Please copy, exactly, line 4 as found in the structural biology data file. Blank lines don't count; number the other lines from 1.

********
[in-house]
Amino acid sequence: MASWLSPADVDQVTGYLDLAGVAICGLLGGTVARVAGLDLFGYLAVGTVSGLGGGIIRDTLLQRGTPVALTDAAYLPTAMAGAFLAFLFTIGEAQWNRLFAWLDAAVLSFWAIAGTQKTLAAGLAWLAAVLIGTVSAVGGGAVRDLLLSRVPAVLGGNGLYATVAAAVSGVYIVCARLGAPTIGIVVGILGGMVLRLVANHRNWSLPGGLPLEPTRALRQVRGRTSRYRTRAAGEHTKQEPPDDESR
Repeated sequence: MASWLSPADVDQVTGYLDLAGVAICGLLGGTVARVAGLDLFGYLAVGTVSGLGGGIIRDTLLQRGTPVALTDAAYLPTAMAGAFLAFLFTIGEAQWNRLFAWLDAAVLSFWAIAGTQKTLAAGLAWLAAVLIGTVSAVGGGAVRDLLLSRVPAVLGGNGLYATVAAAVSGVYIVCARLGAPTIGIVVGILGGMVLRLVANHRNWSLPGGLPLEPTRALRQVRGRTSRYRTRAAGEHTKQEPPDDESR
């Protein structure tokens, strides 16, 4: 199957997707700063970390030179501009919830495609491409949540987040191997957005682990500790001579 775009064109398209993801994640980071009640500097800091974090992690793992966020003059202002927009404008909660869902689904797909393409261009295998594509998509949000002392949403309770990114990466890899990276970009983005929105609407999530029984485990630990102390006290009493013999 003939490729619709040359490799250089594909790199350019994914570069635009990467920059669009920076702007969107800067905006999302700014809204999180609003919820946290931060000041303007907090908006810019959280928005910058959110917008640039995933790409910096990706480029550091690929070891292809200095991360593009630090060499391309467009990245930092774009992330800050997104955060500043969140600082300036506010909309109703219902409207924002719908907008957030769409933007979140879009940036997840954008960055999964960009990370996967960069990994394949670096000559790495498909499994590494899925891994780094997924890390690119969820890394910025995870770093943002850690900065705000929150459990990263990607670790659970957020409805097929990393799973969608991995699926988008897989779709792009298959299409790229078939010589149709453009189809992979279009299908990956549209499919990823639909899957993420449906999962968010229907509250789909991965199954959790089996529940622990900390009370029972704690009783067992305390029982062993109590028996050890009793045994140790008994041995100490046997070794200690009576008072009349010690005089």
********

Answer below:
């Protein structure tokens, strides 16, 4: 199957997707700063970390030179501009919830495609491409949540987040191997957005682990500790001579 775009064109398209993801994640980071009640500097800091974090992690793992966020003059202002927009404008909660869902689904797909393409261009295998594509998509949000002392949403309770990114990466890899990276970009983005929105609407999530029984485990630990102390006290009493013999 003939490729619709040359490799250089594909790199350019994914570069635009990467920059669009920076702007969107800067905006999302700014809204999180609003919820946290931060000041303007907090908006810019959280928005910058959110917008640039995933790409910096990706480029550091690929070891292809200095991360593009630090060499391309467009990245930092774009992330800050997104955060500043969140600082300036506010909309109703219902409207924002719908907008957030769409933007979140879009940036997840954008960055999964960009990370996967960069990994394949670096000559790495498909499994590494899925891994780094997924890390690119969820890394910025995870770093943002850690900065705000929150459990990263990607670790659970957020409805097929990393799973969608991995699926988008897989779709792009298959299409790229078939010589149709453009189809992979279009299908990956549209499919990823639909899957993420449906999962968010229907509250789909991965199954959790089996529940622990900390009370029972704690009783067992305390029982062993109590028996050890009793045994140790008994041995100490046997070794200690009576008072009349010690005089």